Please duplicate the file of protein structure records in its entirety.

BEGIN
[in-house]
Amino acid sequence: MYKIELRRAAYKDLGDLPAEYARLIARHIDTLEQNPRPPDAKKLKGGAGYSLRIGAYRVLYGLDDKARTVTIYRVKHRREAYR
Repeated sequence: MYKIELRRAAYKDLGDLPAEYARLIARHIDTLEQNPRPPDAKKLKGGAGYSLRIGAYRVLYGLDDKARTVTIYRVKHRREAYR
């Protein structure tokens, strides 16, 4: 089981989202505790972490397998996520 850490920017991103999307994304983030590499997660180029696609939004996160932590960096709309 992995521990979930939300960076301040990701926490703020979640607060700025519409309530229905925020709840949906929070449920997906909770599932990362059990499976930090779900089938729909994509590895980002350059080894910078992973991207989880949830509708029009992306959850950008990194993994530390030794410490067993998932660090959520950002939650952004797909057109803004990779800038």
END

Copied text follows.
[in-house]
Amino acid sequence: MYKIELRRAAYKDLGDLPAEYARLIARHIDTLEQNPRPPDAKKLKGGAGYSLRIGAYRVLYGLDDKARTVTIYRVKHRREAYR
Repeated sequence: MYKIELRRAAYKDLGDLPAEYARLIARHIDTLEQNPRPPDAKKLKGGAGYSLRIGAYRVLYGLDDKARTVTIYRVKHRREAYR
């Protein structure tokens, strides 16, 4: 089981989202505790972490397998996520 850490920017991103999307994304983030590499997660180029696609939004996160932590960096709309 992995521990979930939300960076301040990701926490703020979640607060700025519409309530229905925020709840949906929070449920997906909770599932990362059990499976930090779900089938729909994509590895980002350059080894910078992973991207989880949830509708029009992306959850950008990194993994530390030794410490067993998932660090959520950002939650952004797909057109803004990779800038």